U.S. Seventh Circuit - The FindLaw 7th Circuit Court of Appeals Opinion Summaries Blog

Recent Criminal Law Decisions

Court to Rehear 'Making a Murderer' Case

Call it 'Making a Murderer -- the Sequel.'

That's because Brendan Dassey, a convicted murderer featured in the Netflix documentary, will get another chance at infamy or redemption. The U.S. Seventh Circuit Court of Appeals has agreed to rehear a decision that he involuntarily confessed to raping and killing Teresa Halbach at a salvage yard in 2005.

Dassey told investigators that he and his uncle Stephen Avery committed the crimes. In the documentary, filmmakers told the story about how Avery was wrongfully convicted and spent 18 years in prison.

City Traffic Ordinance Claims Dismissed

When a judge says 'hodge-podge' to describe your complaint, you might have a problem.

But if the writing on the wall was not clear enough for the plaintiffs who sued to dispatch their traffic tickets, then the federal appeals court spelled it out for them in the end. Cases, dismissed.

"Although people raise an astonishing variety of claims in the federal courts of this country, the fact remains that there are limits on the subject-matter jurisdiction of those courts," Chief Judge Diane Wood wrote in Lennon v. City of Carmel, Indiana.

Indiana Burglary Includes Fenced Area, 7th Cir. Rules

Can justice be blind when there is an elephant in the room?

It hardly seems possible in a case from Indiana, where an appeals court affirmed a burglary conviction as a "violent felony." An Indiana burglary includes "outdoor, fenced in areas," the court said in United States of America v. Perry, resulting in a sentence enhancement.

Jason Perry complained because, coupled with firearms violations, he got 360 months for his crimes. The elephant in the room, however, was the man had just murdered his ex-girlfriend.

7th Cir. Overturns Conviction of Brendan Dassey From 'Making a Murderer'

Is it bigger news that another murder conviction was overturned, or that the alleged killer was featured in a television series?

In either case, there will be a second season to "Making a Murderer," the Netflix documentary that told the story of Steven Avery, who spent 18 years in prison for being wrongfully convicted of sexual assault and attempted murder.

That's because now there is a new story to tell. Brendan Dassey, who was convicted with Avery in a later murder, has been exonerated by a federal appeals court.

A U.S. district court in Chicago recently denied a warrant that would have allowed the government to compel any individual at the searched location to unlock his iPhone, iPad, or other Apple electronic device that was protected Touch ID. The warrant application raises serious Fourth and Fifth Amendment concerns, the court explained, and fails to establish sufficient probable cause for the request that "is neither limited to a particular person nor a particular device."

Last summer, the U.S. government obtained a similar warrant to compel anyone in a building in California to unlock their phones with their fingerprints, but the recent ruling out of Illinois shows how such requests can meet resistance.

No Reduced Sentence for a Snitch Who Ran Too Soon

Tyran ran.

That was the problem for Tyran Patton, a government informant who lost out on a sentence reduction because he took off in the middle of an investigation. A major drug dealer in the Chicago area, he was supposed to testify before a grand jury but disappeared before returning to face his own charges.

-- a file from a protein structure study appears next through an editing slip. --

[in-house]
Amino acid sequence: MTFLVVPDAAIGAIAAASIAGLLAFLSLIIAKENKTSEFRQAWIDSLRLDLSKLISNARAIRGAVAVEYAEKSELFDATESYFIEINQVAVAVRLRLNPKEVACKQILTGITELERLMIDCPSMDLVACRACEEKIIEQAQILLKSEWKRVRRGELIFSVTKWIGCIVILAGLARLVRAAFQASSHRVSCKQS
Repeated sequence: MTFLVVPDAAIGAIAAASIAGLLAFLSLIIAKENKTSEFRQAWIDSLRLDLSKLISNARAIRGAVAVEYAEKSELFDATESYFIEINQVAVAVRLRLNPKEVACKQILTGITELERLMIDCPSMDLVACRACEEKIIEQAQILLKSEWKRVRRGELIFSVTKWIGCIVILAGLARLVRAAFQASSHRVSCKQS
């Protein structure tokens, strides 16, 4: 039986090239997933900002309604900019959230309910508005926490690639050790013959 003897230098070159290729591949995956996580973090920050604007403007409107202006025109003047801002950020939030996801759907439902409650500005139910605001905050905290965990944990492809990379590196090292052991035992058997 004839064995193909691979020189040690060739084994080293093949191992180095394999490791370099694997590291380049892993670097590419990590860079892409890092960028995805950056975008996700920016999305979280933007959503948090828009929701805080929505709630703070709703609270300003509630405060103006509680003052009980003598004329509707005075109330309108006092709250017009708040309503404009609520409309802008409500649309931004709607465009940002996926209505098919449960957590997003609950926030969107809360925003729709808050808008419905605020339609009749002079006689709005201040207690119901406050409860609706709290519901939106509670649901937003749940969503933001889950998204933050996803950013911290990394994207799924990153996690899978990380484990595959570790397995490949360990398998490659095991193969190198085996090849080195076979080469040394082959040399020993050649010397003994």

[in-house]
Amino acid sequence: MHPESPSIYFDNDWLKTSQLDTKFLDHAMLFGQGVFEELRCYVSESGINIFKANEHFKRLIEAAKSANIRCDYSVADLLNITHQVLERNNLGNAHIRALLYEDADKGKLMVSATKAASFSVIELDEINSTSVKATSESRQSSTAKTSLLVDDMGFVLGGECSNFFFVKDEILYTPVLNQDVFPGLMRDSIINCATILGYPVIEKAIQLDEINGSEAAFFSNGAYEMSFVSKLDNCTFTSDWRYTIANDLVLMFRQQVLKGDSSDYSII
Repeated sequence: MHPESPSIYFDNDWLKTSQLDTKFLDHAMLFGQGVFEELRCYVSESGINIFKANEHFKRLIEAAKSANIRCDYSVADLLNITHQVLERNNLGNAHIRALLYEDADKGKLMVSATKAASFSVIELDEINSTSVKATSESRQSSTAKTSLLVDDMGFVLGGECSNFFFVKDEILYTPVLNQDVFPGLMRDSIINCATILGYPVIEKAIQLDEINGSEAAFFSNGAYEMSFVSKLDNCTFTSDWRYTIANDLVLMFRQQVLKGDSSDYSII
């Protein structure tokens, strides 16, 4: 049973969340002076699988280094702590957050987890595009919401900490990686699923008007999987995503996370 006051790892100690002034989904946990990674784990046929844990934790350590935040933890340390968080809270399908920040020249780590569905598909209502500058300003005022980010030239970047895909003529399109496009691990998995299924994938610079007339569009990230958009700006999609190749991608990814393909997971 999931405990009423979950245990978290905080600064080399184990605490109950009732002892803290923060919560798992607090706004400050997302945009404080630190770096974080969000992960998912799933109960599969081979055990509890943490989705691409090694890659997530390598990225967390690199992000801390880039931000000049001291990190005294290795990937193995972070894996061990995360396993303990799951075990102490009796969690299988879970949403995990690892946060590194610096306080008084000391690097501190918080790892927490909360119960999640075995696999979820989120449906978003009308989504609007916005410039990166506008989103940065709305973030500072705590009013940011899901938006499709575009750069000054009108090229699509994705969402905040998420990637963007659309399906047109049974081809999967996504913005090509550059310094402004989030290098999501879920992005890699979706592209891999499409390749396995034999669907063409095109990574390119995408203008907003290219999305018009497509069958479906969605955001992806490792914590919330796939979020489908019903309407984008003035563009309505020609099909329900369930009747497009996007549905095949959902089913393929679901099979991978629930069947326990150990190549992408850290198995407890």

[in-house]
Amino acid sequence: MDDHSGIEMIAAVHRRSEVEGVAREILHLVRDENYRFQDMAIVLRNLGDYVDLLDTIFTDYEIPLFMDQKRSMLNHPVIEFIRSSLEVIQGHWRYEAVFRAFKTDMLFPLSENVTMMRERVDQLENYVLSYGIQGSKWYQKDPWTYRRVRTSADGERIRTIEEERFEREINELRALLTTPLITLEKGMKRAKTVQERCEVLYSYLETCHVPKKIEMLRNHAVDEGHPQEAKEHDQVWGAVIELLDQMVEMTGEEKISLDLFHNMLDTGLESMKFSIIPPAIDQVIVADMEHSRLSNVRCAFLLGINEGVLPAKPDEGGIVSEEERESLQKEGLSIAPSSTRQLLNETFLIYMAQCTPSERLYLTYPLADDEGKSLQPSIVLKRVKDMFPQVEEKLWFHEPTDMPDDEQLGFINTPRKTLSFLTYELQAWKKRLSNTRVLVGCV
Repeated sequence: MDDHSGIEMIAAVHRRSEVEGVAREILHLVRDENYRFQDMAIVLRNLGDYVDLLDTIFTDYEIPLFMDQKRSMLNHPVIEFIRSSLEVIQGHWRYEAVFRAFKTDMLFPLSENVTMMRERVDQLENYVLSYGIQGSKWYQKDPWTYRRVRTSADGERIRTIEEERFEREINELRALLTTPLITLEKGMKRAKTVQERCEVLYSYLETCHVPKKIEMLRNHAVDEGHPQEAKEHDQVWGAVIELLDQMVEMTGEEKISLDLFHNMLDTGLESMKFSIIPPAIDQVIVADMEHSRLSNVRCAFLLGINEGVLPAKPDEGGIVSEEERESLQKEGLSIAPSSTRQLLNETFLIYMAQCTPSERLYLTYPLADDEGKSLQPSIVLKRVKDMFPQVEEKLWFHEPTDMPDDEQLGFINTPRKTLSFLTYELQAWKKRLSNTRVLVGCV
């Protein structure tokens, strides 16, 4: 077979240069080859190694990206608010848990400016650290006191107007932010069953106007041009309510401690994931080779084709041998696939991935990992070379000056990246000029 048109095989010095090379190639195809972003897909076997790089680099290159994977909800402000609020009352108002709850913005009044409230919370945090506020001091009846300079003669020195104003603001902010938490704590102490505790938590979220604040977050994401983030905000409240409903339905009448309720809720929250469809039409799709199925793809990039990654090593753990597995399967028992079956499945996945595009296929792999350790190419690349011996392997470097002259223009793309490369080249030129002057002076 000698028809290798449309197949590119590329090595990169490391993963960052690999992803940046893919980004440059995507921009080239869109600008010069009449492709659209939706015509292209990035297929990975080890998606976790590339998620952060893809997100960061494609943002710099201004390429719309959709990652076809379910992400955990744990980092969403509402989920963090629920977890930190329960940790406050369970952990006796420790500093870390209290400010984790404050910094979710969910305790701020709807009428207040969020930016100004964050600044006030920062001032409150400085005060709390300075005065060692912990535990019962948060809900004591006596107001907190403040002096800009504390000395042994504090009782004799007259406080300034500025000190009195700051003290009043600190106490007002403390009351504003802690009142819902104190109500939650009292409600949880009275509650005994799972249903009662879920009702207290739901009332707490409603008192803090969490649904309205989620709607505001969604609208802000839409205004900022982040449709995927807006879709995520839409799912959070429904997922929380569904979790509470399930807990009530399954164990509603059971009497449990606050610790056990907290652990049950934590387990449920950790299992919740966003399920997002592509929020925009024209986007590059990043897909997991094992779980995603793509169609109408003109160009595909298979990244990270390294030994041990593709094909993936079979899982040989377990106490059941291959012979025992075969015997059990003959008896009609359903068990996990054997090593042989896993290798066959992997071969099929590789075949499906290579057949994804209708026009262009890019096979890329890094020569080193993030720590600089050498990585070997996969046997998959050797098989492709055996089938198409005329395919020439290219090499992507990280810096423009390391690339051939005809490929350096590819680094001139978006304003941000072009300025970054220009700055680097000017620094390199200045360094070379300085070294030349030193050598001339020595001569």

Because he had helped authorities bust some street-level offenders, Patton wanted prosecutors to ask the court for a lower sentence. They declined, and the court sentenced him to 224 months in prison.

Brendan Dassey was convicted in 2007, alongside his uncle Steven Avery, of the rape and murder of Teresa Halbach. That conviction, however, was based on a confession a federal judge found to be coerced. Halbach's murder, and the investigation that followed, were the subject of Netflix's 2015 hit, "Making a Murderer" and Dassey's manipulation by prosecutors, and by his own attorney, became one of the major stories to emerge from the film.

Now Dassey's case is before the Seventh Circuit, where a three-judge panel recently heard oral arguments over whether or not Dassey's confession was valid.

The Supreme Court has held that the Sixth Amendment's right to a public trial extends to the voir dire process. But that right doesn't require a new trial for two Wisconsinites who were convicted after their judge barred the public from voir dire, the Seventh Circuit ruled last week.

Why? Lack of objection from the defense attorneys. In a brief opinion penned by Judge Richard Posner, the Seventh ruled that those attorneys "forfeited their clients' right to an audience by failing to object to the judge's ruling excluding the audience in whole or part."

$77.8 Million RICO Award Gets Two-Thirds Reduction

The Seventh Circuit has concluded that RICO does not apply to the 2014 conviction of disgraced Gov. Rod Blagojevich because there was "no specific threat" of a scheme existing at the time.

The result is that the $77.8 million that had been awarded to a casino group would get the haircut of the century: a reduction to $25 million.

Jared Fogle's Pitch for Mercy Fails at the 7th Circuit

Last month Jared Fogle attempted to convince the court that his 188-month sentence had been unjustifiably enhanced and should be reduced. The case made headlines in particular because of the controversial theory his lawyer pushed: fantasizing about having sex with minors is not a crime.

Now, the Seventh Circuit has affirmed the district court's ruling, effectively closing the door to further calls for mercy unless an appeal to SCOTUS is made.